While summer enchants us to take our dogs out to the rivers, lakes, parks, and other outdoor areas we need to be aware of some of the most common problems we face when the days are longer and warmer.
A good habit to get into is checking your dog from head to tail after the possibility of contact with any of these common summertime dangers.
Fleas and ticks are abundant, especially in wooded and watery areas.
If you plan to go to an area you suspect might have problems with creepy crawlers it is best to use a preventative. There are many prescription as well as over the counter flea and tick prevention products and even more treatment products.
I use a natural product called Natural Defense on my dogs that protects against not only fleas and ticks but also mosquitoes and have had really good results all without exposing my dogs to pesticides or harsh chemicals. Fleas and ticks can cause a whole host of health issues including blood loss, skin infections, lethargy, Lyme disease, and more.
If you find a flea or tick on your dog consult your groomer or vet if you do not feel comfortable doing the removal yourself. A wide array of shampoos, powders, and sprays can help to rid your dog of external parasites but the best approach, in my book, is prevention.
Mosquitoes are more than a nuisance.
They can carry Heartworm, West Nile, and other diseases. Check to see if your flea and tick preventer also protect against mosquitoes.
If mosquitoes are a problem in your area it might be a good idea to give a once monthly Heartworm preventer such as Interceptor which also works against other types of worms; I use this product and find that it is very convenient to use since I don’t have to mess with liquids and the routine is once a month – much easier than every couple weeks like most puppy wormer schedules.
Burrs and cheat grass, as harmless as they may seem, can cause your dog to end up on the surgery table.
Any time your dog is in an area where weeds are a problem give them a thorough check over paying special attention to nose, ears and feet. If there is something you cannot reach (such as in a nostril) call the vet so they can remove it for you.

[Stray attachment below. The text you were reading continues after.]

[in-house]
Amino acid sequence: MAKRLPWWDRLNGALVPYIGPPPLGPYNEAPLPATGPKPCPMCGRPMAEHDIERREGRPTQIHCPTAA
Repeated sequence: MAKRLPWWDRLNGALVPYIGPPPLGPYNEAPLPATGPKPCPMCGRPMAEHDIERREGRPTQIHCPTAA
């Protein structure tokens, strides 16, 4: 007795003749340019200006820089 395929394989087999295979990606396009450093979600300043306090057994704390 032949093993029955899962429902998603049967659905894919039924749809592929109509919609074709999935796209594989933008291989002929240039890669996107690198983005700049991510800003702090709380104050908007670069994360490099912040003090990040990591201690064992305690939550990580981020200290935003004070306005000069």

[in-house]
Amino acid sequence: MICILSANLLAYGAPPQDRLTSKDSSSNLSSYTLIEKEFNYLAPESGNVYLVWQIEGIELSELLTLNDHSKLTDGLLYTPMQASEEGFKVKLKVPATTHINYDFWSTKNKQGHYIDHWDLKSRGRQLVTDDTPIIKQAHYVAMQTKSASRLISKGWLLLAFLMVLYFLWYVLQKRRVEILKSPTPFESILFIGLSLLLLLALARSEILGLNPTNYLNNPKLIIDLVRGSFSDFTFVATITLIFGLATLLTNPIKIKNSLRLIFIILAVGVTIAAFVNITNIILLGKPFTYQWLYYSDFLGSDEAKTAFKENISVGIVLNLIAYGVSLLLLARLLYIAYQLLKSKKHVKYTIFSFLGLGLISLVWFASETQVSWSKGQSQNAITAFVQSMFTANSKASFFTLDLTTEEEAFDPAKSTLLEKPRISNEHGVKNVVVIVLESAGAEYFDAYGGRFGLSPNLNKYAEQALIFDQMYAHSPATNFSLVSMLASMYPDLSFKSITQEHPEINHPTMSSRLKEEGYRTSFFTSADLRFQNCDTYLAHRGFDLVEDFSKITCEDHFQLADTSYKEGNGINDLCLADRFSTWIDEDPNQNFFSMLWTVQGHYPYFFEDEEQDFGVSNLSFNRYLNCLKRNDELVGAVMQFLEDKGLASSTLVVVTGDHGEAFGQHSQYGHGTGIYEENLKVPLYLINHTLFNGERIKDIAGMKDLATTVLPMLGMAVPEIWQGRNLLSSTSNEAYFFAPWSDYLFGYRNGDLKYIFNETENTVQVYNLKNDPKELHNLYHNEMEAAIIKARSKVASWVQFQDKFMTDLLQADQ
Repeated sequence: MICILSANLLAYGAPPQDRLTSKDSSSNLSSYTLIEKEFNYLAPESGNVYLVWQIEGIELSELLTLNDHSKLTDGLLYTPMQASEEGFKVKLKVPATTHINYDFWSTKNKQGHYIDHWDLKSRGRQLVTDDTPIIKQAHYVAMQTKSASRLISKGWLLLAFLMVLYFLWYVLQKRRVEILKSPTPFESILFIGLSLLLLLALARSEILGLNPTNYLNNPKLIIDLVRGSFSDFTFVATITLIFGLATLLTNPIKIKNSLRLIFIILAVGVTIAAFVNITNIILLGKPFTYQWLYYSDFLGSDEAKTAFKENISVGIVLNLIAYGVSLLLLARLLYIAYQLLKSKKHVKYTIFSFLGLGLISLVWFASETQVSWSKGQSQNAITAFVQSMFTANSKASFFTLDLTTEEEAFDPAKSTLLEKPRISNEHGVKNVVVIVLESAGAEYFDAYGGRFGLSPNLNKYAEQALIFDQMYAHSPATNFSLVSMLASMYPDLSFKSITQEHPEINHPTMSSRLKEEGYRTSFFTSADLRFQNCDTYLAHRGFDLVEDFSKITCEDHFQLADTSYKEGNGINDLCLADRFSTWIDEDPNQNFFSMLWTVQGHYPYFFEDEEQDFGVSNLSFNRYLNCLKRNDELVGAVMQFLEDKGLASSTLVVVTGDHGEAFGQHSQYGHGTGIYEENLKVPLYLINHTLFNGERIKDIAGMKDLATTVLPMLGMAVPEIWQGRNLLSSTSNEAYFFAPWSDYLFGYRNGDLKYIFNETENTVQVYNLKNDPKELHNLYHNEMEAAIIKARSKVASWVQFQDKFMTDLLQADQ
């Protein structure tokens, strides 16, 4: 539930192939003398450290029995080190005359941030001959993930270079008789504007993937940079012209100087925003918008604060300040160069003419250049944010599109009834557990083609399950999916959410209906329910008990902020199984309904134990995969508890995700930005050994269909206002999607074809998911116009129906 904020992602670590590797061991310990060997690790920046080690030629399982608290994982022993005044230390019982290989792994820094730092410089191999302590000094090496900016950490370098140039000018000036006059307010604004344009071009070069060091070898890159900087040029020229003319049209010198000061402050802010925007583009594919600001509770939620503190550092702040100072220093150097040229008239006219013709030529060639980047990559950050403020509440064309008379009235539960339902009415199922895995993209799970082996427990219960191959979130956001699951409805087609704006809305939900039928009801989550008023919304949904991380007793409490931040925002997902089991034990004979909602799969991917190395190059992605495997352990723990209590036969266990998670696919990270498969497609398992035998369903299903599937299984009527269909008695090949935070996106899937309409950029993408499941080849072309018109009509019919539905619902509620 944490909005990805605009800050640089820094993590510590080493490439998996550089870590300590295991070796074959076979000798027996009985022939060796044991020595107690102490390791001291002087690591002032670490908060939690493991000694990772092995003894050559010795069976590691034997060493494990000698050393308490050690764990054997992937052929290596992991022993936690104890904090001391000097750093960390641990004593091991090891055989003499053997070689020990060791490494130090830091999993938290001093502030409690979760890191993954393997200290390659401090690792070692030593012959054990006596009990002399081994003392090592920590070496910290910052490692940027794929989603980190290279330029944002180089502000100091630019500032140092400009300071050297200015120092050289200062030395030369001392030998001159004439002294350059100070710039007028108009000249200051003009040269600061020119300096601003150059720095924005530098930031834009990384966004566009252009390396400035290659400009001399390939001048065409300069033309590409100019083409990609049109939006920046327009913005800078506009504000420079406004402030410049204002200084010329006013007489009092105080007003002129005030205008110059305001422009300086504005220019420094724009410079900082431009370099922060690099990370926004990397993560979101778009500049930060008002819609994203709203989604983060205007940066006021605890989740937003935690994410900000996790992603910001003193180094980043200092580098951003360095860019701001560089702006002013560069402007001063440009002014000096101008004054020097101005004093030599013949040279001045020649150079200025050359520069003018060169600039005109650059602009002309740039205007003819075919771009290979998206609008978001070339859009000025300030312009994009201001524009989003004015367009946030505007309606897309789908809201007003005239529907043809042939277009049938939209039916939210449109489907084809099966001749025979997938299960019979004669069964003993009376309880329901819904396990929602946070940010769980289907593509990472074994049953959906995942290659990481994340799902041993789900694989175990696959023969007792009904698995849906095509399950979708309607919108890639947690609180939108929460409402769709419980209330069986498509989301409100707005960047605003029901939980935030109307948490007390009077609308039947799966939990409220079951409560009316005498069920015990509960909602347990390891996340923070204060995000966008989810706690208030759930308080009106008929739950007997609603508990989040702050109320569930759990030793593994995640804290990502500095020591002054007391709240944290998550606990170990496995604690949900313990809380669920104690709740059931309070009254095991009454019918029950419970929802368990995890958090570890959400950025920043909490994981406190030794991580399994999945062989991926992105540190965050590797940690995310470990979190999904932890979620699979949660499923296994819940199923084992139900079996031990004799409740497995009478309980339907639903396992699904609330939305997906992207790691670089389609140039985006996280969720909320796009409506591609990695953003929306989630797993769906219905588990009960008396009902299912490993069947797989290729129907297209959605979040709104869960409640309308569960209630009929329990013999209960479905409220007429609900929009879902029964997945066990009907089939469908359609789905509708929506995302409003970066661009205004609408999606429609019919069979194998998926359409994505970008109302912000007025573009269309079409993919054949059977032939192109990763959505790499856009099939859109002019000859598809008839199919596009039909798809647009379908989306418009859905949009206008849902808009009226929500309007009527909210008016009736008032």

Rattlesnakes and scorpions are common in our area.
There is a rattlesnake vaccine but I have not had any personal experience with it. Dogs who are commonly in the field environment such as hunting dogs or dogs we hike with are at the most risk for bites and stings. If you suspect your dog may have been bitten or stung call your vet right away.
Cuts, Scrapes & Bruises all happen from time to time. The more active a dog is the more likely they are to have the occasional bump or bruise. Having a first aid kit on hand that has special items for your dog is helpful. Cleaning out wounds, applying ointments and dressings, and compressing with ice are generally some of the first things you should do for common injuries. It is a good idea to have your dog used to being handled this way, maybe wash and wrap their foot even if there is nothing wrong with it (at least it won’t hurt). A pretend first aid session is usually welcomed by our dogs, especially if they get a treat afterward.
Krystal Ellingson CDBC CPDT-KSA
Krystal Ellingson CDBC CPDT-KSA, is the founder of Speak Dog, the first dedicated ‘positive’ dog training company in the Tri-City area where she lives. She is a Certified Dog Behavior Consultant with the International Association of Animal Behavior Consultants and a Certified Professional Dog Trainer with both Knowledge and Skill accreditations with the Certification Council for Professional Dog Trainers along with a list of other credentials, certificates, and affiliations.